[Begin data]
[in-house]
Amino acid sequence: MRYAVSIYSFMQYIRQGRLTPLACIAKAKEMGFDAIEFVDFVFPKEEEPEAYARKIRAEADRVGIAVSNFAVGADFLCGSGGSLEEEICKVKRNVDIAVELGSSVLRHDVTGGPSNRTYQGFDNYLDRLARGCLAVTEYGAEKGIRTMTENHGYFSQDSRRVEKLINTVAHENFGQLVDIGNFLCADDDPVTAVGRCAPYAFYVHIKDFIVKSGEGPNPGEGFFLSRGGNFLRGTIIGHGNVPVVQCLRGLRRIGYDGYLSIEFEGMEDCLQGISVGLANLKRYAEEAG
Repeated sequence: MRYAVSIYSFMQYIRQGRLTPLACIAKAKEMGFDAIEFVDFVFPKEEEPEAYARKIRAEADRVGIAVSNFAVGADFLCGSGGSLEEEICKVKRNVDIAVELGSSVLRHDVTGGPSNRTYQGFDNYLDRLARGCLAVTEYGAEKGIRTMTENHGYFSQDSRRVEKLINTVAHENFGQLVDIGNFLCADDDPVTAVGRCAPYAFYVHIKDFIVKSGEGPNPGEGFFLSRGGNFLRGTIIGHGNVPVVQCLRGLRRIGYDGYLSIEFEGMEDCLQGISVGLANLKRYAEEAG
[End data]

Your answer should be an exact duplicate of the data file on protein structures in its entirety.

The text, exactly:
[in-house]
Amino acid sequence: MRYAVSIYSFMQYIRQGRLTPLACIAKAKEMGFDAIEFVDFVFPKEEEPEAYARKIRAEADRVGIAVSNFAVGADFLCGSGGSLEEEICKVKRNVDIAVELGSSVLRHDVTGGPSNRTYQGFDNYLDRLARGCLAVTEYGAEKGIRTMTENHGYFSQDSRRVEKLINTVAHENFGQLVDIGNFLCADDDPVTAVGRCAPYAFYVHIKDFIVKSGEGPNPGEGFFLSRGGNFLRGTIIGHGNVPVVQCLRGLRRIGYDGYLSIEFEGMEDCLQGISVGLANLKRYAEEAG
Repeated sequence: MRYAVSIYSFMQYIRQGRLTPLACIAKAKEMGFDAIEFVDFVFPKEEEPEAYARKIRAEADRVGIAVSNFAVGADFLCGSGGSLEEEICKVKRNVDIAVELGSSVLRHDVTGGPSNRTYQGFDNYLDRLARGCLAVTEYGAEKGIRTMTENHGYFSQDSRRVEKLINTVAHENFGQLVDIGNFLCADDDPVTAVGRCAPYAFYVHIKDFIVKSGEGPNPGEGFFLSRGGNFLRGTIIGHGNVPVVQCLRGLRRIGYDGYLSIEFEGMEDCLQGISVGLANLKRYAEEAG